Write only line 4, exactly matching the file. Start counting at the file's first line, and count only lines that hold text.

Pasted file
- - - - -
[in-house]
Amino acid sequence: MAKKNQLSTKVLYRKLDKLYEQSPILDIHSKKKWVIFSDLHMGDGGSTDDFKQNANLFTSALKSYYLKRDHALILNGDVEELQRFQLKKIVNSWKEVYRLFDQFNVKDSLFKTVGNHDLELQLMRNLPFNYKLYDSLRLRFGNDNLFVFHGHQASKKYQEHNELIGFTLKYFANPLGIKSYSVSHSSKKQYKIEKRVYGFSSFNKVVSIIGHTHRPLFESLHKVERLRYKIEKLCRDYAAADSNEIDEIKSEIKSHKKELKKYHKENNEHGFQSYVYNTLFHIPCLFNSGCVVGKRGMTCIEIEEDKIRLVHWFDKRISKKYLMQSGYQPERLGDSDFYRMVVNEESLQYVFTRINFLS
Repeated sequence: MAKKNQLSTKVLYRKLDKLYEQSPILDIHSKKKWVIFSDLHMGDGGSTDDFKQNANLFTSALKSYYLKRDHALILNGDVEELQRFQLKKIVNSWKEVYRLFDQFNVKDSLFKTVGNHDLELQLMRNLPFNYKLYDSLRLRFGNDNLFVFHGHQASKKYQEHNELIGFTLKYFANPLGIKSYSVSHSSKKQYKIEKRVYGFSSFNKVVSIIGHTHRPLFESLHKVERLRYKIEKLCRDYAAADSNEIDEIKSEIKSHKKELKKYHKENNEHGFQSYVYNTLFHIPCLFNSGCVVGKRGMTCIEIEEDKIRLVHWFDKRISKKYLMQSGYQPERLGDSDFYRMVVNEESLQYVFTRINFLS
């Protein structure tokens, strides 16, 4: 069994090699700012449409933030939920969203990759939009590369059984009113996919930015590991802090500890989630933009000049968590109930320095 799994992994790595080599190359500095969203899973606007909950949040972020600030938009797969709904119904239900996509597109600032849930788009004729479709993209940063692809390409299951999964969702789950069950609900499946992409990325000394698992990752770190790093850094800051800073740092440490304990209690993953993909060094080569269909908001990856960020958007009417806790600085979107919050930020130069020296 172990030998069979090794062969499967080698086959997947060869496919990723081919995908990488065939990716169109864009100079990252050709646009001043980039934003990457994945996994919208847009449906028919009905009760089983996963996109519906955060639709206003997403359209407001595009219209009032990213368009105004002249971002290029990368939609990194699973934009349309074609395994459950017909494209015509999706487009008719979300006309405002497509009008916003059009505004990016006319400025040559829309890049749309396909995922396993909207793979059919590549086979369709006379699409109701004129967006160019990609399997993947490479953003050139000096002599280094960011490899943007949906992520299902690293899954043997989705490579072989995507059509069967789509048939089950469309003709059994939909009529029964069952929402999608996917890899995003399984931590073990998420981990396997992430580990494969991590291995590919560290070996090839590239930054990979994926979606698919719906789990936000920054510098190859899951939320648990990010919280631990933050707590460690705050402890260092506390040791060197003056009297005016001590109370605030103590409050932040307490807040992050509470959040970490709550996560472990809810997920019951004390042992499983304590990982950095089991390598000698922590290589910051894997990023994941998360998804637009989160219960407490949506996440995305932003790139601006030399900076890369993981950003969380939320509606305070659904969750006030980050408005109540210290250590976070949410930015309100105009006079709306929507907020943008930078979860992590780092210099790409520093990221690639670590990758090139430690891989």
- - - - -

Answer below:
């Protein structure tokens, strides 16, 4: 069994090699700012449409933030939920969203990759939009590369059984009113996919930015590991802090500890989630933009000049968590109930320095 799994992994790595080599190359500095969203899973606007909950949040972020600030938009797969709904119904239900996509597109600032849930788009004729479709993209940063692809390409299951999964969702789950069950609900499946992409990325000394698992990752770190790093850094800051800073740092440490304990209690993953993909060094080569269909908001990856960020958007009417806790600085979107919050930020130069020296 172990030998069979090794062969499967080698086959997947060869496919990723081919995908990488065939990716169109864009100079990252050709646009001043980039934003990457994945996994919208847009449906028919009905009760089983996963996109519906955060639709206003997403359209407001595009219209009032990213368009105004002249971002290029990368939609990194699973934009349309074609395994459950017909494209015509999706487009008719979300006309405002497509009008916003059009505004990016006319400025040559829309890049749309396909995922396993909207793979059919590549086979369709006379699409109701004129967006160019990609399997993947490479953003050139000096002599280094960011490899943007949906992520299902690293899954043997989705490579072989995507059509069967789509048939089950469309003709059994939909009529029964069952929402999608996917890899995003399984931590073990998420981990396997992430580990494969991590291995590919560290070996090839590239930054990979994926979606698919719906789990936000920054510098190859899951939320648990990010919280631990933050707590460690705050402890260092506390040791060197003056009297005016001590109370605030103590409050932040307490807040992050509470959040970490709550996560472990809810997920019951004390042992499983304590990982950095089991390598000698922590290589910051894997990023994941998360998804637009989160219960407490949506996440995305932003790139601006030399900076890369993981950003969380939320509606305070659904969750006030980050408005109540210290250590976070949410930015309100105009006079709306929507907020943008930078979860992590780092210099790409520093990221690639670590990758090139430690891989």